Busy times and family fun have arrived with the onset of summer. As I push hard to finalize my latest biography, I cannot resist the lure of a mountain road on a sunny day in the name of history research.
Once again, my intrepid research pal Christie accompanied me on a field trip to the mining town of Leadville. With Christie driving her 4×4, we explored the routes of the Silver Kings through the Oro City mining district and California Gulch. Ruins cast shadows where prospectors once clamored through rocks in the 1800s in search of riches in the form of gold, then silver. Five taverns once lined up one next to the other along the narrow clearing. In an atmosphere of industry, noise, pollution, and debauchery, Horace and Augusta Tabor arrived to open a general store in 1860. They provided needed supplies for all who came in search of their fortunes. When prospectors could not pay, Horace was willing to “grubstake” them. They agreed to share their fortunes with him when they struck it rich.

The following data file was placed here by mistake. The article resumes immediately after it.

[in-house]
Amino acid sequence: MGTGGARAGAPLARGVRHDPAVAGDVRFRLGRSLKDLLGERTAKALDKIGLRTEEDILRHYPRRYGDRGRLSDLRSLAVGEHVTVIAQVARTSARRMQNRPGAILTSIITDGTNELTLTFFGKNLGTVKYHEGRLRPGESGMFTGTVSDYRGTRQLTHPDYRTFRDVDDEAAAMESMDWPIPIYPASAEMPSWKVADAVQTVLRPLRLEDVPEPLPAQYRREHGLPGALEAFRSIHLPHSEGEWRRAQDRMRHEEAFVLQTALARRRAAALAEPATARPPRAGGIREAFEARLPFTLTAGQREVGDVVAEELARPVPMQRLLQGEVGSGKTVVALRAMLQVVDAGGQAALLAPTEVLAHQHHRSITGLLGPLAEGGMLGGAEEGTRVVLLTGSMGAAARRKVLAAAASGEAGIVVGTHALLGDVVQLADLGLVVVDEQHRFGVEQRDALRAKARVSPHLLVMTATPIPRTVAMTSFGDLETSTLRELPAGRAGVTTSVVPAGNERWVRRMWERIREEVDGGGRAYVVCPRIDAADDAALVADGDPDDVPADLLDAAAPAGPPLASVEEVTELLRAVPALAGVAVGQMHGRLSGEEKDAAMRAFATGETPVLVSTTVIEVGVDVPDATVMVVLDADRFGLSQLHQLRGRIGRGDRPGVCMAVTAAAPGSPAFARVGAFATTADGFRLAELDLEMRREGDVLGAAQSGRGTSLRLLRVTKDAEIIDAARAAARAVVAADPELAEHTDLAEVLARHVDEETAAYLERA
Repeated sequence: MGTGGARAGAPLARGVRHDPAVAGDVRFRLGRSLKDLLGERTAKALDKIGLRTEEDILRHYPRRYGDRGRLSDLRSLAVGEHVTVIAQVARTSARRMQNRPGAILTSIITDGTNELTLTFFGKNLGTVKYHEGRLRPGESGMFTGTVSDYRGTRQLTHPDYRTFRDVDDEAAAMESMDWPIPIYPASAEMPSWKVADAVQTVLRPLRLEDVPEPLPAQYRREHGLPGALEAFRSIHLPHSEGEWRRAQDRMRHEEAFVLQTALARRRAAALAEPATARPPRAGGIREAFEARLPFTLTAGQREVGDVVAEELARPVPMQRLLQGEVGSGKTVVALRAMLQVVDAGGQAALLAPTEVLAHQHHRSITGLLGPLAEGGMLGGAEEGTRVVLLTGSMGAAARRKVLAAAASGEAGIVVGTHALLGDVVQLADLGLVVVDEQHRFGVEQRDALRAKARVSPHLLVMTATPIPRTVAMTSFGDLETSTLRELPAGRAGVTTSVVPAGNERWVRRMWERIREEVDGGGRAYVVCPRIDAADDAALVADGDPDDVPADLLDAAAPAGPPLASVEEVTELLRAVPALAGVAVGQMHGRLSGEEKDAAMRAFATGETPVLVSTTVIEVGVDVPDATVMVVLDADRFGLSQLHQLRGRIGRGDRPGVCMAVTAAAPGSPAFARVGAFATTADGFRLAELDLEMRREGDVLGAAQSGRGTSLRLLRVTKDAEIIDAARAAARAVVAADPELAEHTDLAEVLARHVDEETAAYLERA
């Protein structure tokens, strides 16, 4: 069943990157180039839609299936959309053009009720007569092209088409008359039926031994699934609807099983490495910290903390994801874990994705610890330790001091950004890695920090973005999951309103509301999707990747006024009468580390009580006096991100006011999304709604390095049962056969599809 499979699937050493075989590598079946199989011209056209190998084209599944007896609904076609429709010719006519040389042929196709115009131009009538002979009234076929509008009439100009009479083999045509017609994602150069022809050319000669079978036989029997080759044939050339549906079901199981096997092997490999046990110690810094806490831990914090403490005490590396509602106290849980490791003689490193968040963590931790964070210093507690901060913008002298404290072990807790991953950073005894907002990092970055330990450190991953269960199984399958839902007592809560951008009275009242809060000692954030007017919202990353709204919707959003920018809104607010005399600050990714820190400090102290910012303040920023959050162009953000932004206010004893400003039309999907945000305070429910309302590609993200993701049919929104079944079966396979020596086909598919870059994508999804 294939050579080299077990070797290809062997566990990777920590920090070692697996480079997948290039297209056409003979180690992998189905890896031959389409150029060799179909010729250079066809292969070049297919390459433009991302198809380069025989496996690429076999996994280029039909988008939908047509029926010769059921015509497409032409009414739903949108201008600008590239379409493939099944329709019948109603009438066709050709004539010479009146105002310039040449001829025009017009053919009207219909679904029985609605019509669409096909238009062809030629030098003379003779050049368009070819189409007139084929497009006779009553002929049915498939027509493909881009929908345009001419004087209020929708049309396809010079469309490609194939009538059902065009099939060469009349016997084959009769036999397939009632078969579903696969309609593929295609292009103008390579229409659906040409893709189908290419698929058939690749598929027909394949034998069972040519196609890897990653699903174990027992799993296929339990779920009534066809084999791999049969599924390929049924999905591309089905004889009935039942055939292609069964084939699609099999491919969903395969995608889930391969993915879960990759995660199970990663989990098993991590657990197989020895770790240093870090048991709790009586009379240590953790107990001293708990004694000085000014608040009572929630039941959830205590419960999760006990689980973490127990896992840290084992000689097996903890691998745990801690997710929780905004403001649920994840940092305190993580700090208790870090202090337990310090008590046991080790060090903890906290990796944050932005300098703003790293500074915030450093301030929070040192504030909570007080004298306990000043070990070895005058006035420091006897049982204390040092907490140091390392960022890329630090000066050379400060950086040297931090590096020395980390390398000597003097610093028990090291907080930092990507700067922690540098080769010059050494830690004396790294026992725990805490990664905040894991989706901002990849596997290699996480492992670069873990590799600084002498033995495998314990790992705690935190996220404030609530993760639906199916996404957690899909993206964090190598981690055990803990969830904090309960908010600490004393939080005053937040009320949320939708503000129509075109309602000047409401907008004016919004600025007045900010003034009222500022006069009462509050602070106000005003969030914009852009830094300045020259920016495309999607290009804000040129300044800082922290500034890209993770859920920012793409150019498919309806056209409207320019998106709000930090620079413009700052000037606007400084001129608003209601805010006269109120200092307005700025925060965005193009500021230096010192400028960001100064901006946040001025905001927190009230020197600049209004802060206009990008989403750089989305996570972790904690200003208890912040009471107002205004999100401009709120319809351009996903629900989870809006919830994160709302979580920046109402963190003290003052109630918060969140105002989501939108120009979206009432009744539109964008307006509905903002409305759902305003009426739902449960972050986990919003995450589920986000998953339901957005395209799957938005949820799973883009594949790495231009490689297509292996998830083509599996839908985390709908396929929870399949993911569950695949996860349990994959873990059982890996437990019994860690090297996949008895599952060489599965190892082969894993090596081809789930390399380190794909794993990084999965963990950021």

Thus began the fabulous tale of Horace Tabor and the Matchless Mine which made him a Silver King. This was only the beginning of the story. After Horace Tabor became a silver king, he met a beautiful young divorced woman named Elizabeth Doe, fondly known as “Baby”. With his marriage to Augusta strained and crumbling, he sought a divorce. He wished to build a new life with Baby Doe, a woman who appreciated the finer things in life, including him.
Eventually, Horace and Baby Doe married and moved to a large home in Denver. However, it was in Leadville where the magic began when they met, and Tabor made millions from his Matchless Mine. Leadville has preserved the Tabor legacy as part of its local history. As you walk the streets of Leadville, you can absorb its culture as you walk in the shadows and footsteps of silver kings and their queens.
My next book, Baby Doe Tabor: Matchless Silver Queen, is due for publication by Filter Press later this year. It is an amazing story of a couple who found love and riches, then lost a fortune during an economic downturn. Baby Doe’s reaction to the situation was unexpected, unusual, and legendary. Progress reports will be forthcoming as the book nears publication.
Joyce B. Lohse, 6/5/10